This is different from an epilepsy type. An epilepsy type only indicates the types of seizures. An epilepsy syndrome describes the types of seizures (and therefore, epilepsy type), plusother characteristics.

To date, there are more than 30 known epilepsy syndromes. Examples include:

  • Dravet syndrome
  • childhood absence epilepsy
  • gelastic epilepsy
  • Laundau Kleffner syndrome
  • Lennox-Gastaut syndrome
  • Doose syndrome (myoclonic astatic epilepsy)
  • West syndrome (infantile spasms)

Epilepsy syndromes often appear in childhood. The most common childhood syndromes include:

  • benign rolandic epilepsy
  • childhood idiopathic occipital epilepsy
  • childhood absence epilepsy
  • juvenile myoclonic epilepsy

A doctor will use several tests to determine what type of epilepsy you might have. These include:

  • Physical exam. A doctor will check if you have physical problems in addition to your seizures. They’ll also test your motor skills.
  • Medical history. Since epilepsy is often inherited, a doctor will want to learn more about your family’s history.
  • Blood tests. Your doctor will test markers that might be related to seizures. Examples include low blood sugar or inflammatory markers.
  • Neuropsychological exam. A specialist will test your cognition, speech, and memory. This helps them determine where the seizures are happening in your brain and if there are other associated problems.
  • Electroencephalogram. An electroencephalogram (EEG) measures your brain’s electrical activity and it can help identify where the seizure is starting, and whether it is focal onset or generalized onset.
  • Imaging tests. An imaging tests lets your doctor check for lesions or structural abnormalities that may be causing seizures. Examples include a computerized tomography (CT) scan or magnetic resonance imaging (MRI).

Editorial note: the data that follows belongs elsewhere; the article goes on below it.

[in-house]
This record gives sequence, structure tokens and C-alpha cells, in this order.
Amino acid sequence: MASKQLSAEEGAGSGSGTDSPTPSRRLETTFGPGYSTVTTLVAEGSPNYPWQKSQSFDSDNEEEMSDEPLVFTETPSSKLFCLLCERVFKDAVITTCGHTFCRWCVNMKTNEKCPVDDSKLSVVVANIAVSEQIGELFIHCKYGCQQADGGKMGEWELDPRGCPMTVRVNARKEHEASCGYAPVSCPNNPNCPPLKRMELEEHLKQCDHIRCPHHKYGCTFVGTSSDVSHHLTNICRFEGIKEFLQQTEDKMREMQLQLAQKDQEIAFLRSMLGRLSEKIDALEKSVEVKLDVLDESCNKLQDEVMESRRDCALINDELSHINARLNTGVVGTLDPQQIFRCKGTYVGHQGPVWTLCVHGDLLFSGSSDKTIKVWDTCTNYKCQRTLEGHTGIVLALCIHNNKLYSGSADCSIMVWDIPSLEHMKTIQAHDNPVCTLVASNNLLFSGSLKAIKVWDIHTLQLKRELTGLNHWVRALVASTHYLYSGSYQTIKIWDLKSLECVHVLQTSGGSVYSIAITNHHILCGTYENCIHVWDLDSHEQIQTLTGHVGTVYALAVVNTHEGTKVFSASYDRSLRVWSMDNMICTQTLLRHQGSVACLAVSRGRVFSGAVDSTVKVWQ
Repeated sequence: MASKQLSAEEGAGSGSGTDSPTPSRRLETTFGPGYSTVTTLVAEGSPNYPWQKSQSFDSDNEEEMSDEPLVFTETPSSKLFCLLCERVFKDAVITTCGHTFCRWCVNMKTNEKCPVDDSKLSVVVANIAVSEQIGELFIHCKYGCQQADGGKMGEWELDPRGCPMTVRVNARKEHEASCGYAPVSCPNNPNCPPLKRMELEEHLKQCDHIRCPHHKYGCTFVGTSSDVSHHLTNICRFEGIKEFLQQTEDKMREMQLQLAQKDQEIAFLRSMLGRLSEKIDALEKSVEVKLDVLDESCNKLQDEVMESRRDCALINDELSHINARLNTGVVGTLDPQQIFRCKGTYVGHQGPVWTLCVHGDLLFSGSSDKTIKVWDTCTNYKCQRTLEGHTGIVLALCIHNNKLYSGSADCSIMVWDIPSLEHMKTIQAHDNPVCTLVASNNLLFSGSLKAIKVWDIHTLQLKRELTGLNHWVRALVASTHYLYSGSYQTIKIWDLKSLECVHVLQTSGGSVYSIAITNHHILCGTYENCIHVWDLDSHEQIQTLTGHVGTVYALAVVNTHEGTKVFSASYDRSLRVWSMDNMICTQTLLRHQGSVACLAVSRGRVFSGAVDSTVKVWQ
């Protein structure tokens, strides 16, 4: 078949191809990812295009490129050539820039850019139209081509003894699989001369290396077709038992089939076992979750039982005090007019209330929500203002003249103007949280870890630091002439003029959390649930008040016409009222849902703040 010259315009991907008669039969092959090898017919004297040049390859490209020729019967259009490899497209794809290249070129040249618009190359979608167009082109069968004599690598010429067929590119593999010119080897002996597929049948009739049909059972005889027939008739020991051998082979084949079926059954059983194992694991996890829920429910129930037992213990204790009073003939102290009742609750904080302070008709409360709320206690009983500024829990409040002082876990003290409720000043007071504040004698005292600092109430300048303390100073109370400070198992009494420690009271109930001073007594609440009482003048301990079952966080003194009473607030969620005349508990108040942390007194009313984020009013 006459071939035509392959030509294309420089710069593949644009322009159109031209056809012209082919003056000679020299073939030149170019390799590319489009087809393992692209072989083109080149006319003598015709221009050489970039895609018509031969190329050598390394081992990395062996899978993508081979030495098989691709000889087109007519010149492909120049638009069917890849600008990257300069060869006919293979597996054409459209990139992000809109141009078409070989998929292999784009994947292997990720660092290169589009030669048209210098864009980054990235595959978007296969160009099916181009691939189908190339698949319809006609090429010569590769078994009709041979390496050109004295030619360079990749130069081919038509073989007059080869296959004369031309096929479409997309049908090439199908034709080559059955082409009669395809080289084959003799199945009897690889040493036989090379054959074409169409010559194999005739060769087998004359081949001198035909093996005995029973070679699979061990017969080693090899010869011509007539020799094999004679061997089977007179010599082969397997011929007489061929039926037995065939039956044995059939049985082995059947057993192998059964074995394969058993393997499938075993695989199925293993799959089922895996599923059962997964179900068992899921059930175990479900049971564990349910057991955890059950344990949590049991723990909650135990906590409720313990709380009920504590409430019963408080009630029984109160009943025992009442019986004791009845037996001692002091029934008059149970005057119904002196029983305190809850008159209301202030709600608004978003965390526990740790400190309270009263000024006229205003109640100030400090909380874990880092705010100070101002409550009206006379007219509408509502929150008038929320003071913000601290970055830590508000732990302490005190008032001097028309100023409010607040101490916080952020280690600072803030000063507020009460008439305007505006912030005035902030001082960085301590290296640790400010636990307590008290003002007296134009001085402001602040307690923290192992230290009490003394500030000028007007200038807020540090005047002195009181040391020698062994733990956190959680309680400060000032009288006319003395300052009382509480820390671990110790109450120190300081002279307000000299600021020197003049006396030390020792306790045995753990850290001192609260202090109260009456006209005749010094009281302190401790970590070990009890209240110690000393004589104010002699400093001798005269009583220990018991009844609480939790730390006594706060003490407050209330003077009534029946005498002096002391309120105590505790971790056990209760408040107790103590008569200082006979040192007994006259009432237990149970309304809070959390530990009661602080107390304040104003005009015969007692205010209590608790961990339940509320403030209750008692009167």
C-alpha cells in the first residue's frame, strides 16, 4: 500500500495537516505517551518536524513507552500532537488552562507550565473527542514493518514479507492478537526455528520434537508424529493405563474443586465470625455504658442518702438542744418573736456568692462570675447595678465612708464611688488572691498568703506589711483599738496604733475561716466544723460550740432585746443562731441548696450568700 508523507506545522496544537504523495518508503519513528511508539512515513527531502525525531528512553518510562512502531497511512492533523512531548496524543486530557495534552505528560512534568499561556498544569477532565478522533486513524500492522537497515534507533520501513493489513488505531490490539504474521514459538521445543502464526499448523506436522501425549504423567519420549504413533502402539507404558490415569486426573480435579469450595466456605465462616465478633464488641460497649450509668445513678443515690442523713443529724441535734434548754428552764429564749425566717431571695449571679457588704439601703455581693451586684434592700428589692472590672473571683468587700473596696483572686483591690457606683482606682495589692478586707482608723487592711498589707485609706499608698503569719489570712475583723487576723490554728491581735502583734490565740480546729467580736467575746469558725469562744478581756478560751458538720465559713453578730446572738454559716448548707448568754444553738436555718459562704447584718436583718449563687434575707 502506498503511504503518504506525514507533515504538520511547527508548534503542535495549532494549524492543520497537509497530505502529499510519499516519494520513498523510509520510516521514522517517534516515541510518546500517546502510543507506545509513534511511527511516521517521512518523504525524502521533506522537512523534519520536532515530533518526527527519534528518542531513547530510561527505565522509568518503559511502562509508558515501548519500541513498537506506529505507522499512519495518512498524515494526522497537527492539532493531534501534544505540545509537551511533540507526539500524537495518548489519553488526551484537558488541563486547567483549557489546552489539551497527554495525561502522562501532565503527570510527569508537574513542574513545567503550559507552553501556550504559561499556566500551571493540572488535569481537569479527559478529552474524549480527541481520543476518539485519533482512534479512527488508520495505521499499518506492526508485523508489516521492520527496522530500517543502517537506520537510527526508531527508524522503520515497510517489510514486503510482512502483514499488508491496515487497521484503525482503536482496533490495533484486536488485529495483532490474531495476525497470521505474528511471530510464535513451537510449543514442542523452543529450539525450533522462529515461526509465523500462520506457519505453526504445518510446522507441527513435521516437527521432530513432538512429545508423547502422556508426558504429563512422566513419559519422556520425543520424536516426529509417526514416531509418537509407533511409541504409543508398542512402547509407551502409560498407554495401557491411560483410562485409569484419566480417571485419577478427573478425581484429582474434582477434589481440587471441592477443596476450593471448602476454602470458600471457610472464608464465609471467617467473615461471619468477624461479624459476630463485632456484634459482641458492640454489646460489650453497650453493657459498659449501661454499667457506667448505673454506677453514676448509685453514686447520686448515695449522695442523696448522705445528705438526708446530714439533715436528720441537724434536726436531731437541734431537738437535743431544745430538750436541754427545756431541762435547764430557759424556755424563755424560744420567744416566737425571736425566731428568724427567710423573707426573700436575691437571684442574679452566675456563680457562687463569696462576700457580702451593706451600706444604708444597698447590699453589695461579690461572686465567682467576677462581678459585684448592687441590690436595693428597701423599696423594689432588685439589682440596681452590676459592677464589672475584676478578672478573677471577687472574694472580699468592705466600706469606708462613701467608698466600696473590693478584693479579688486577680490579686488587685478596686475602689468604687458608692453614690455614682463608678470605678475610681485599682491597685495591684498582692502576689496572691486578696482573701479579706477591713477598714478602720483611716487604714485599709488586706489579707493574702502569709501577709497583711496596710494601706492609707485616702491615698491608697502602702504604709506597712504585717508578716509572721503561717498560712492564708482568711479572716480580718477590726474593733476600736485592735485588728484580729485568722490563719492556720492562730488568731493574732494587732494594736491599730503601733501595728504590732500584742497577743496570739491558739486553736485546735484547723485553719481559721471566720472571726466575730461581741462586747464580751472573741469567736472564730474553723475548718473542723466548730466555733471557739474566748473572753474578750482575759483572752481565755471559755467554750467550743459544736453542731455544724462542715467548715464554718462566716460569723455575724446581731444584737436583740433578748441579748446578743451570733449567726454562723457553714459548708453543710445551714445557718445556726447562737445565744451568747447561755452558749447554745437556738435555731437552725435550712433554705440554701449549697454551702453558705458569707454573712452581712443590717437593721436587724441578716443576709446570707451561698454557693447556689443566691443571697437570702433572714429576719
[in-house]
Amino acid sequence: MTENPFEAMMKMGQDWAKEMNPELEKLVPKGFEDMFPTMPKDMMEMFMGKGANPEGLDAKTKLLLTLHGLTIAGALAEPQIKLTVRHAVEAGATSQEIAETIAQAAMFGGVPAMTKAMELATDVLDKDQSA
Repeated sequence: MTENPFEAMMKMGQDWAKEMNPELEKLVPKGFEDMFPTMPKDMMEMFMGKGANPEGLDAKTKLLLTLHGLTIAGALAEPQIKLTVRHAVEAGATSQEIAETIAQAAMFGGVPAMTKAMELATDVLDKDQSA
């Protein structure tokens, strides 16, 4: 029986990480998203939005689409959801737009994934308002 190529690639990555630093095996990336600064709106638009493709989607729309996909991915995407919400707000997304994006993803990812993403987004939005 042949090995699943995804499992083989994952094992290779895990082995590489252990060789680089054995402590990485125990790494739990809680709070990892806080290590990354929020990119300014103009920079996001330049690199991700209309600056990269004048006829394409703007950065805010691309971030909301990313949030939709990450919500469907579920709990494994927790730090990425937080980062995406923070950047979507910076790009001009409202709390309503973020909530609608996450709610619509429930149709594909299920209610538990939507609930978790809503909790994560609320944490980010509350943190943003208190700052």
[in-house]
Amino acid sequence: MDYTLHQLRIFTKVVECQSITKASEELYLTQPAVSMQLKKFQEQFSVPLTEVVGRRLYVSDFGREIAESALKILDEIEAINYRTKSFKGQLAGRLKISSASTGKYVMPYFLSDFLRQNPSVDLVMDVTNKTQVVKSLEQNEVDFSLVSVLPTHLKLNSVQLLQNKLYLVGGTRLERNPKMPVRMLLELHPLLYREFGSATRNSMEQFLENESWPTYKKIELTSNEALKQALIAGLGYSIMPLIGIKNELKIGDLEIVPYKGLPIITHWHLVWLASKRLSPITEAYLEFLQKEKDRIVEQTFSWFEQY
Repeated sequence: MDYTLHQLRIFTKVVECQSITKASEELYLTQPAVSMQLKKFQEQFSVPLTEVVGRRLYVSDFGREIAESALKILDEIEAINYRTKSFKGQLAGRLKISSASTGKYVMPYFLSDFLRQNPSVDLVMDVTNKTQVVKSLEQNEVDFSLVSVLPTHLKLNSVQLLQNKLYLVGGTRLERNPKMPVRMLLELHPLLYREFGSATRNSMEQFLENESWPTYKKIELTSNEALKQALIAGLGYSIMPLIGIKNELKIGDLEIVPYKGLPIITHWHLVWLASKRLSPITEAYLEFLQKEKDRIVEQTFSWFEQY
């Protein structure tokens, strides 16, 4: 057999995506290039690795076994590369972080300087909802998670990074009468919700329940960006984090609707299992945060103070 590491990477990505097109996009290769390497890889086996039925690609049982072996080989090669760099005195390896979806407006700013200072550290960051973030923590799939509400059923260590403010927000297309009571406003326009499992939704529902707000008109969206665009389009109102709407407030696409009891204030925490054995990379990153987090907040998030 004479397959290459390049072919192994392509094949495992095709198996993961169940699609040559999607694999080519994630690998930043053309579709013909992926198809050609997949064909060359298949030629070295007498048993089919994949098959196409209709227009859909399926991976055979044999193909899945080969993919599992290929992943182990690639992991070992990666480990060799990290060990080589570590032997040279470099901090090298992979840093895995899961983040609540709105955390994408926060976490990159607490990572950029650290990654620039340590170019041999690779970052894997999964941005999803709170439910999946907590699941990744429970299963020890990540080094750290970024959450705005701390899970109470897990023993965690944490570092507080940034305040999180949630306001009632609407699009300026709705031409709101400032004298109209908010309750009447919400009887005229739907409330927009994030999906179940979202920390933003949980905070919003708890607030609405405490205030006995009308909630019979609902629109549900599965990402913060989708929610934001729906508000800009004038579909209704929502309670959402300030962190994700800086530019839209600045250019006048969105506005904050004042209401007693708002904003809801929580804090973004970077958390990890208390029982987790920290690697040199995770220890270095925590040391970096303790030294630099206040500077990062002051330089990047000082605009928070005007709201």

An epilepsy syndrome is treated based on its clinical features. This includes the type of epilepsy and seizures involved.

Treatment may include:

  • Antiepileptic drugs. Antiepileptic drugs (AEDs) reduce the frequency or severity of seizures. The type of seizure will determine the most effective option.
  • Surgery. Surgery for epilepsy involves cutting or removing part of the brain where seizures are happening and it can control some types of epilepsy.
  • High-fat diet. If AEDs don’t work or you can’t get surgery, your doctor might suggest a high-fat, low-carb diet for certain types of epilepsy. This might include a ketogenic diet or modified Atkins diet.
  • Vagus nerve stimulation. A small electrical device is implanted under the skin to stimulate the vagus nerve, which controls some of your brain activity. The device helps control certain seizures by stimulating the nerve.

Types of epilepsy are classified by the types of seizures involved. The main epilepsy types include focal onset epilepsy, generalized onset epilepsy, combined generalized and focal epilepsy, and unknown onset.

A doctor can use various tests to determine what type of epilepsy you might have. This may include a physical exam, blood tests, imaging scans, and an EEG. Depending on the type, epilepsy might be treated with drugs, surgery, vagus nerve stimulation, and/or a high-fat diet.